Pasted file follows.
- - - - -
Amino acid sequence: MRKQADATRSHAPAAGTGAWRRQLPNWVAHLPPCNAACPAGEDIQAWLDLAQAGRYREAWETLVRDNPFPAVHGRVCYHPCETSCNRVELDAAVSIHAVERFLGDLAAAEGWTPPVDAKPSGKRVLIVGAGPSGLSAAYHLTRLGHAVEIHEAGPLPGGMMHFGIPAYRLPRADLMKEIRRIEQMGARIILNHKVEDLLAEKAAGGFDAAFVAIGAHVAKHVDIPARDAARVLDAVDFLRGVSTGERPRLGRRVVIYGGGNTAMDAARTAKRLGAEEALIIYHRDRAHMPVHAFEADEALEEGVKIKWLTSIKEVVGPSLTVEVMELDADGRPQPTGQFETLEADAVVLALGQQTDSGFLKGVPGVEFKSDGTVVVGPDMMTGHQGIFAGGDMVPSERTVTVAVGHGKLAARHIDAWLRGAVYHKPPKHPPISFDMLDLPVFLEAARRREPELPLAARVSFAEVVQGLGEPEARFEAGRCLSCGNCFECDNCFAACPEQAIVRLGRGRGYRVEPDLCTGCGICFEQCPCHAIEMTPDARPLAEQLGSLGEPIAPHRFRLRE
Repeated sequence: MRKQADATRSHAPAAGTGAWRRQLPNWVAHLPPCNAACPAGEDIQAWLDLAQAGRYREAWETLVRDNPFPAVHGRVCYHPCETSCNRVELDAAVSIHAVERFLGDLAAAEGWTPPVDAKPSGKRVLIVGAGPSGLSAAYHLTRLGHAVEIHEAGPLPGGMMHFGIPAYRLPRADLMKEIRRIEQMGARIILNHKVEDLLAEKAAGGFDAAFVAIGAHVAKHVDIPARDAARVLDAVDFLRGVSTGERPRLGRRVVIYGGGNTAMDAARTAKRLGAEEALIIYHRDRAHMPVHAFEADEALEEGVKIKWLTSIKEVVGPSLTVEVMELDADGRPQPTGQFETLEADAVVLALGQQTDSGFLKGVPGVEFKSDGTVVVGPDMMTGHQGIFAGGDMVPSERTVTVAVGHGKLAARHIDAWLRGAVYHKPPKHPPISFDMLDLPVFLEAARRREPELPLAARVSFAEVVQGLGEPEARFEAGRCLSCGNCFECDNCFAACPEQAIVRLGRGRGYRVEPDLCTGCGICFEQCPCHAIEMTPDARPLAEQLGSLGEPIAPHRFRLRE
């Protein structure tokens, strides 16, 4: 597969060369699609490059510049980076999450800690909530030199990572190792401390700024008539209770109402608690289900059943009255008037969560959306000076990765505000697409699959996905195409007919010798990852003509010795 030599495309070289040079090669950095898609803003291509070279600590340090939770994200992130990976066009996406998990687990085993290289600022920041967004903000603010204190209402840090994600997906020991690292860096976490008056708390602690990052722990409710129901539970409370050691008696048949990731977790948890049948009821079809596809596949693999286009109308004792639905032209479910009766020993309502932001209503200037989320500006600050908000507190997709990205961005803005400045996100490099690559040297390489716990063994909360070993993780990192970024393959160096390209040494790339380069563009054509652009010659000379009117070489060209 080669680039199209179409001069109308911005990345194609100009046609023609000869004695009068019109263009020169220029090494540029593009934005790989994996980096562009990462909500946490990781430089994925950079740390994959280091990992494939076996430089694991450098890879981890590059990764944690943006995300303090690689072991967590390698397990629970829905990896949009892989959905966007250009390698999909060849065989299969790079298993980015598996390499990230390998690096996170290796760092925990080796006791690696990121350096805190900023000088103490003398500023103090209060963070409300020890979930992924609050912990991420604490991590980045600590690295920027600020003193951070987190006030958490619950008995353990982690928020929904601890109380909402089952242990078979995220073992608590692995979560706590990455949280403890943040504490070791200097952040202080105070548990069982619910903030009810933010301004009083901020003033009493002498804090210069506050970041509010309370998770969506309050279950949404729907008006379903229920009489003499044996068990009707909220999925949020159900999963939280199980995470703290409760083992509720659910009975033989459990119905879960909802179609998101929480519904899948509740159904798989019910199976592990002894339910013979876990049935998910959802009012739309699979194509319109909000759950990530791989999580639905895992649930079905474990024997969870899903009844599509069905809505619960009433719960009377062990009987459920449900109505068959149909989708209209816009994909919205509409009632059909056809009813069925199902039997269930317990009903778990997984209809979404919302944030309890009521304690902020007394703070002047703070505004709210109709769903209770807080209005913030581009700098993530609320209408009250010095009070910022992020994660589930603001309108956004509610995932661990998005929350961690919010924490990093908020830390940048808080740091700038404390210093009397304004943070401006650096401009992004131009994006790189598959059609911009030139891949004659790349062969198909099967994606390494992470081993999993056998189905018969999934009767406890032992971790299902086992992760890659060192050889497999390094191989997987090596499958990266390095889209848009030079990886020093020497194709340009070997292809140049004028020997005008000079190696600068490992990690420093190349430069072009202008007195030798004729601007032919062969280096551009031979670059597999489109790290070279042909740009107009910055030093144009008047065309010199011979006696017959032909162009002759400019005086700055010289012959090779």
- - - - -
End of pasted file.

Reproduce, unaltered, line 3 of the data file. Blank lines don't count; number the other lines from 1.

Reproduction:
């Protein structure tokens, strides 16, 4: 597969060369699609490059510049980076999450800690909530030199990572190792401390700024008539209770109402608690289900059943009255008037969560959306000076990765505000697409699959996905195409007919010798990852003509010795 030599495309070289040079090669950095898609803003291509070279600590340090939770994200992130990976066009996406998990687990085993290289600022920041967004903000603010204190209402840090994600997906020991690292860096976490008056708390602690990052722990409710129901539970409370050691008696048949990731977790948890049948009821079809596809596949693999286009109308004792639905032209479910009766020993309502932001209503200037989320500006600050908000507190997709990205961005803005400045996100490099690559040297390489716990063994909360070993993780990192970024393959160096390209040494790339380069563009054509652009010659000379009117070489060209 080669680039199209179409001069109308911005990345194609100009046609023609000869004695009068019109263009020169220029090494540029593009934005790989994996980096562009990462909500946490990781430089994925950079740390994959280091990992494939076996430089694991450098890879981890590059990764944690943006995300303090690689072991967590390698397990629970829905990896949009892989959905966007250009390698999909060849065989299969790079298993980015598996390499990230390998690096996170290796760092925990080796006791690696990121350096805190900023000088103490003398500023103090209060963070409300020890979930992924609050912990991420604490991590980045600590690295920027600020003193951070987190006030958490619950008995353990982690928020929904601890109380909402089952242990078979995220073992608590692995979560706590990455949280403890943040504490070791200097952040202080105070548990069982619910903030009810933010301004009083901020003033009493002498804090210069506050970041509010309370998770969506309050279950949404729907008006379903229920009489003499044996068990009707909220999925949020159900999963939280199980995470703290409760083992509720659910009975033989459990119905879960909802179609998101929480519904899948509740159904798989019910199976592990002894339910013979876990049935998910959802009012739309699979194509319109909000759950990530791989999580639905895992649930079905474990024997969870899903009844599509069905809505619960009433719960009377062990009987459920449900109505068959149909989708209209816009994909919205509409009632059909056809009813069925199902039997269930317990009903778990997984209809979404919302944030309890009521304690902020007394703070002047703070505004709210109709769903209770807080209005913030581009700098993530609320209408009250010095009070910022992020994660589930603001309108956004509610995932661990998005929350961690919010924490990093908020830390940048808080740091700038404390210093009397304004943070401006650096401009992004131009994006790189598959059609911009030139891949004659790349062969198909099967994606390494992470081993999993056998189905018969999934009767406890032992971790299902086992992760890659060192050889497999390094191989997987090596499958990266390095889209848009030079990886020093020497194709340009070997292809140049004028020997005008000079190696600068490992990690420093190349430069072009202008007195030798004729601007032919062969280096551009031979670059597999489109790290070279042909740009107009910055030093144009008047065309010199011979006696017959032909162009002759400019005086700055010289012959090779």